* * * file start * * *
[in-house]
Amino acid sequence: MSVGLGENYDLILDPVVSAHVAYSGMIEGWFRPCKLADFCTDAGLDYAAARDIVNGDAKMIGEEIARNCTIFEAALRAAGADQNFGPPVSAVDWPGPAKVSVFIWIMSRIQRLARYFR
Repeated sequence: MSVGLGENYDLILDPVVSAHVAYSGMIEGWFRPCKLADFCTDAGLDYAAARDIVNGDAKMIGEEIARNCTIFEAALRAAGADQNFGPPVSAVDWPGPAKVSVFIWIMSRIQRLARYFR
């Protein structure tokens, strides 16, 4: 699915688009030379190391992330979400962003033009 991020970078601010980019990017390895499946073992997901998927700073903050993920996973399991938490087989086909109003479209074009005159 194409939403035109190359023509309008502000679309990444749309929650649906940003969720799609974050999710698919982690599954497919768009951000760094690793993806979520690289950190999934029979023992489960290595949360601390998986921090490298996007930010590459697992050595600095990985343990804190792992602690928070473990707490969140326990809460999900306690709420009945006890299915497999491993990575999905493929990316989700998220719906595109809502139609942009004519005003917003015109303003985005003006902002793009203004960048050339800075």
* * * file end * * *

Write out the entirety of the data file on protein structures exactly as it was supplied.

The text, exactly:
[in-house]
Amino acid sequence: MSVGLGENYDLILDPVVSAHVAYSGMIEGWFRPCKLADFCTDAGLDYAAARDIVNGDAKMIGEEIARNCTIFEAALRAAGADQNFGPPVSAVDWPGPAKVSVFIWIMSRIQRLARYFR
Repeated sequence: MSVGLGENYDLILDPVVSAHVAYSGMIEGWFRPCKLADFCTDAGLDYAAARDIVNGDAKMIGEEIARNCTIFEAALRAAGADQNFGPPVSAVDWPGPAKVSVFIWIMSRIQRLARYFR
């Protein structure tokens, strides 16, 4: 699915688009030379190391992330979400962003033009 991020970078601010980019990017390895499946073992997901998927700073903050993920996973399991938490087989086909109003479209074009005159 194409939403035109190359023509309008502000679309990444749309929650649906940003969720799609974050999710698919982690599954497919768009951000760094690793993806979520690289950190999934029979023992489960290595949360601390998986921090490298996007930010590459697992050595600095990985343990804190792992602690928070473990707490969140326990809460999900306690709420009945006890299915497999491993990575999905493929990316989700998220719906595109809502139609942009004519005003917003015109303003985005003006902002793009203004960048050339800075």